Portland school postpones vote on changing mascot to ‘evergreens’ over racism concerns

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A Portland high school has postponed changing its mascot to an evergreen tree after a committee member raised concerns about its possible connotations to lynching.

Ida B. Wells-Barnett High School adopted its namesake earlier this year after the Pulitzer Prize-winning African American journalist who extensively documented lynching at the turn of the 20th century, the Portland Tribune reported. 

Ida B. Wells-Barnett High School located in Portland, Oregon. 
(Google Maps)

A committee comprising students, staff, and community members suggested the school adopt the evergreens as a new mascot.

In explaining the reason for choosing this new mascot, Ellen Whatmore, a teacher, and mascot committee member said the evergreens “are characterized by the life-giving force of their foliage, the strength of their massive trunk, and the depth of their roots—in an individual tree and as a forest of trees.”

“They provide shelter and sustenance. They have histories that preclude us and will continue in perpetuity after we are no more,” Whatmore said.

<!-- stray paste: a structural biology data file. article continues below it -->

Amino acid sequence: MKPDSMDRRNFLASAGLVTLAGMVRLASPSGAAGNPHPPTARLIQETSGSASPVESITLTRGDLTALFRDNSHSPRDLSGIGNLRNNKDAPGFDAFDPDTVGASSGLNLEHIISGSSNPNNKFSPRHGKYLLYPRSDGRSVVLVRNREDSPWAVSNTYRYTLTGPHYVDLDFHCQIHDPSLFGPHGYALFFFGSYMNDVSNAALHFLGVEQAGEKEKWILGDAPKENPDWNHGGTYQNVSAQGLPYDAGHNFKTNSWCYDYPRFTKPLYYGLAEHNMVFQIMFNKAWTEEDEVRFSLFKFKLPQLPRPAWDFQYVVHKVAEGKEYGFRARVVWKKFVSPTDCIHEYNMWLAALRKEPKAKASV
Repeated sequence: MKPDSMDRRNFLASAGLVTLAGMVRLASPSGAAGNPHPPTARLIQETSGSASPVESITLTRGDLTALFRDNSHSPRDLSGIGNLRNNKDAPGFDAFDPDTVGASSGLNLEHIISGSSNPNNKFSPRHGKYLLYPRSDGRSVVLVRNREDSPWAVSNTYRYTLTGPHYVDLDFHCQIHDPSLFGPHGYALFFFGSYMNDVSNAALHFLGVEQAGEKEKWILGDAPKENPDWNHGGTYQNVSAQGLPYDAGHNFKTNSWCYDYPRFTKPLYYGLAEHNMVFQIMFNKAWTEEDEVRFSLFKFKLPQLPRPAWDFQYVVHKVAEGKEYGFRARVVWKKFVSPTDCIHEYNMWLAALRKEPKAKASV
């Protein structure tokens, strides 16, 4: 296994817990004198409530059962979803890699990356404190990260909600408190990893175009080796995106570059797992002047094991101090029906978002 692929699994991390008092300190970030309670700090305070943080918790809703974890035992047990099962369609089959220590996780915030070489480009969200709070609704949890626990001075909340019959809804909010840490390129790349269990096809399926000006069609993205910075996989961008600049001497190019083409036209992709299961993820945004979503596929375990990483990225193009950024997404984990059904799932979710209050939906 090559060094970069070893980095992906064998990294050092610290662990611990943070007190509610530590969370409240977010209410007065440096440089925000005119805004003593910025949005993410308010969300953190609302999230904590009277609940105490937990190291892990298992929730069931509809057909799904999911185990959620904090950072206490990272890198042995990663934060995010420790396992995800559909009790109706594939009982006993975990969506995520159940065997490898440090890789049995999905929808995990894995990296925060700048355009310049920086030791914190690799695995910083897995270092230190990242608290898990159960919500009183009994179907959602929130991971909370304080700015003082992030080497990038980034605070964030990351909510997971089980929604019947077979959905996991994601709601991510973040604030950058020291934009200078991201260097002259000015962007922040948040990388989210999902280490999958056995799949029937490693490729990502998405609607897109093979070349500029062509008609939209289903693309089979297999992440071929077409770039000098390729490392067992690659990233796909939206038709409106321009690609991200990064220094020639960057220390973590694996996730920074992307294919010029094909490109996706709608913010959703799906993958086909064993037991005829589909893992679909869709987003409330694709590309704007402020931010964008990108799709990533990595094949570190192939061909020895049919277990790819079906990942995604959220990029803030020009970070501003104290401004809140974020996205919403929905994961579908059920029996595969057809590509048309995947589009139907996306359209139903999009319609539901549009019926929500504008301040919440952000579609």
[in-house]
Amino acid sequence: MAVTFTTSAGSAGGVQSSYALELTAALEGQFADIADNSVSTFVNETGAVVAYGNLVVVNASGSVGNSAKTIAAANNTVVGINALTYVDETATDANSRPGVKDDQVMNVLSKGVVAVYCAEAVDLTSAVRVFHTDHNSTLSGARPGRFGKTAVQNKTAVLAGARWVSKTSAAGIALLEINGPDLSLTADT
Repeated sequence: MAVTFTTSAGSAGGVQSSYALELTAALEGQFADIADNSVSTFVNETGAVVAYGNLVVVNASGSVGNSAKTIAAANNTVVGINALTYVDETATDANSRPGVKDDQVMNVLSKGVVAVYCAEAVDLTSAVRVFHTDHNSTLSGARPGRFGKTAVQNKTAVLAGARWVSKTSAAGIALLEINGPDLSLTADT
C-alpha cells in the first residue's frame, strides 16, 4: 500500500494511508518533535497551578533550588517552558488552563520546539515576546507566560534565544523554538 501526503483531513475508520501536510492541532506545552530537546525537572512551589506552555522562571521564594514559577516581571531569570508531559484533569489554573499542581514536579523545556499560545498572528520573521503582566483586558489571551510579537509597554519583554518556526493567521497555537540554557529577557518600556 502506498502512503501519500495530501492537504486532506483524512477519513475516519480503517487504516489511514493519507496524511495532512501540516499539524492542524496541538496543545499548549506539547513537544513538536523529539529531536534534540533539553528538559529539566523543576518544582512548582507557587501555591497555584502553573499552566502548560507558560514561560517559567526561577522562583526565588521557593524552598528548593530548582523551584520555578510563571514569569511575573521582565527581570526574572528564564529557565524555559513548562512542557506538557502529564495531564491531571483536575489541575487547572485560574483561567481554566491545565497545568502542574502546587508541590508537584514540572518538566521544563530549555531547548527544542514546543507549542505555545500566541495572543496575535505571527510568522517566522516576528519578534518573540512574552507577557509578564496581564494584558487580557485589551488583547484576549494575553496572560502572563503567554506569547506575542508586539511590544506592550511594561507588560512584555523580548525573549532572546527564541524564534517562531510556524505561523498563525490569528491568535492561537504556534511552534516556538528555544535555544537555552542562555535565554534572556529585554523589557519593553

The evergreen tree was the frontrunner of a mascot survey submitted to students and staff in February. The respondents submitted 420 different nominations.

Ida B. Wells-Barnett was an American investigative journalist. 
(nps.gov)

The Portland Public Schools Board of Education was set to vote on the new mascot last Tuesday. But Director Michelle DePass raised concerns about the tree’s possible connotations with lynching in the early 20th century.

“I’m wondering if there was any concern with the imagery there, in using a tree … as our mascot?” DePass asked the renaming and mascot committee last week, according to the Portland Tribune. “I think everyone comes with blind spots and I think that might’ve been a really big blind spot.” 

Committee member Martin Osborne told the school board last week that the evergreen was meant to symbolize “a tree of life” more than “a tree of death,” and that it “nothing to do with the horrible history of lynching in the United States.”

School Principal Filip Hristic said Wells-Barnett’s family had been supportive of the school honoring her legacy, but no discussion was had with them about the mascot.

The board has postponed voting on the mascot until its next meeting. Fox News has reached out to DePass and Ida B. Wells-Barnett High School seeking comment.

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